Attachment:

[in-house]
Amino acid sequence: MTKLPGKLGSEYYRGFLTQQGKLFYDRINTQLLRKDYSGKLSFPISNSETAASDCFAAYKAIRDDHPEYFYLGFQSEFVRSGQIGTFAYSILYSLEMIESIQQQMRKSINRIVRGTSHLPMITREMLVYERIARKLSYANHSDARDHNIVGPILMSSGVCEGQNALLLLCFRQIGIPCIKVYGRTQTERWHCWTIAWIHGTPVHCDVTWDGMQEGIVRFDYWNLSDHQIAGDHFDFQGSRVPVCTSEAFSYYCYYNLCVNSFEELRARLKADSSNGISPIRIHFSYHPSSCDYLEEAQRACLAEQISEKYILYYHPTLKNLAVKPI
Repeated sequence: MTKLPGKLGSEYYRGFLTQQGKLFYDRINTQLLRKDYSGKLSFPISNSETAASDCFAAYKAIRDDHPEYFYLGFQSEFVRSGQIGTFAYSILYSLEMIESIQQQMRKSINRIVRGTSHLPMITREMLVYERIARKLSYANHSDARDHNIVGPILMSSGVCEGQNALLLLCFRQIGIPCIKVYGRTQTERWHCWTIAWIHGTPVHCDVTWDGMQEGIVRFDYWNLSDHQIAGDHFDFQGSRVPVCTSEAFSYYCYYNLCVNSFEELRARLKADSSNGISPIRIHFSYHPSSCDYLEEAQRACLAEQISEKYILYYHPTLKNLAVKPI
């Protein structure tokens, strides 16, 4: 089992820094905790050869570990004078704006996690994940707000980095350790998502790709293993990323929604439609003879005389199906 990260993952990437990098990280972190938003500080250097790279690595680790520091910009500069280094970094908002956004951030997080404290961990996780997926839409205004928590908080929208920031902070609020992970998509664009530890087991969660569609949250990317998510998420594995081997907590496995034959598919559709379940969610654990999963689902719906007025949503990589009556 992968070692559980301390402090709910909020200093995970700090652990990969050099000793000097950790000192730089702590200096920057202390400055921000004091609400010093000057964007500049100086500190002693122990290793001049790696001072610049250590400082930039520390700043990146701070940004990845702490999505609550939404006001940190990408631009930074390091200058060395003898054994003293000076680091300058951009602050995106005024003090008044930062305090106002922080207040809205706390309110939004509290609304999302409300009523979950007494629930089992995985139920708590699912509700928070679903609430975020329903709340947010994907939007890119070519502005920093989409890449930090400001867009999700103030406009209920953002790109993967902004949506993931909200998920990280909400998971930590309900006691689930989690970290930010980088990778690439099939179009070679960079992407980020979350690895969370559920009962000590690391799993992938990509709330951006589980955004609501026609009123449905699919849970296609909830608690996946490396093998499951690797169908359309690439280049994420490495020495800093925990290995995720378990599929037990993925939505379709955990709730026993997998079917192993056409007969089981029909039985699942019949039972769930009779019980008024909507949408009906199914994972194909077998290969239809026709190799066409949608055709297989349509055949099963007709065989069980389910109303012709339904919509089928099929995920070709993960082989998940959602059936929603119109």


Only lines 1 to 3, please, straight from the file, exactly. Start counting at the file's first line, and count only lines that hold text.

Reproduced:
[in-house]
Amino acid sequence: MTKLPGKLGSEYYRGFLTQQGKLFYDRINTQLLRKDYSGKLSFPISNSETAASDCFAAYKAIRDDHPEYFYLGFQSEFVRSGQIGTFAYSILYSLEMIESIQQQMRKSINRIVRGTSHLPMITREMLVYERIARKLSYANHSDARDHNIVGPILMSSGVCEGQNALLLLCFRQIGIPCIKVYGRTQTERWHCWTIAWIHGTPVHCDVTWDGMQEGIVRFDYWNLSDHQIAGDHFDFQGSRVPVCTSEAFSYYCYYNLCVNSFEELRARLKADSSNGISPIRIHFSYHPSSCDYLEEAQRACLAEQISEKYILYYHPTLKNLAVKPI
Repeated sequence: MTKLPGKLGSEYYRGFLTQQGKLFYDRINTQLLRKDYSGKLSFPISNSETAASDCFAAYKAIRDDHPEYFYLGFQSEFVRSGQIGTFAYSILYSLEMIESIQQQMRKSINRIVRGTSHLPMITREMLVYERIARKLSYANHSDARDHNIVGPILMSSGVCEGQNALLLLCFRQIGIPCIKVYGRTQTERWHCWTIAWIHGTPVHCDVTWDGMQEGIVRFDYWNLSDHQIAGDHFDFQGSRVPVCTSEAFSYYCYYNLCVNSFEELRARLKADSSNGISPIRIHFSYHPSSCDYLEEAQRACLAEQISEKYILYYHPTLKNLAVKPI